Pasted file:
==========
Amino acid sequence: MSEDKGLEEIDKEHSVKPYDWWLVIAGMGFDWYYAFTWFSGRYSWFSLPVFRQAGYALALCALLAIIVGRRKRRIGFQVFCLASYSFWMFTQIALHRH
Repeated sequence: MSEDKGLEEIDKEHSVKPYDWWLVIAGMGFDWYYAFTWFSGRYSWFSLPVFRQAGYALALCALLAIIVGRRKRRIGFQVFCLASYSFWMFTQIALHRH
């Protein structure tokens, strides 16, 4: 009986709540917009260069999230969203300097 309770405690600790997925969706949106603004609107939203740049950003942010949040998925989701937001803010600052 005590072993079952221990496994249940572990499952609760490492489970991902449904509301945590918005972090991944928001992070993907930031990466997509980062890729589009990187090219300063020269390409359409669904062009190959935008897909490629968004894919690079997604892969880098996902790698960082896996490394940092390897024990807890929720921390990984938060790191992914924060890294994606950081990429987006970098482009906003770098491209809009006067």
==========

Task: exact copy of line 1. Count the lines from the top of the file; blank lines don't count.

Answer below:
Amino acid sequence: MSEDKGLEEIDKEHSVKPYDWWLVIAGMGFDWYYAFTWFSGRYSWFSLPVFRQAGYALALCALLAIIVGRRKRRIGFQVFCLASYSFWMFTQIALHRH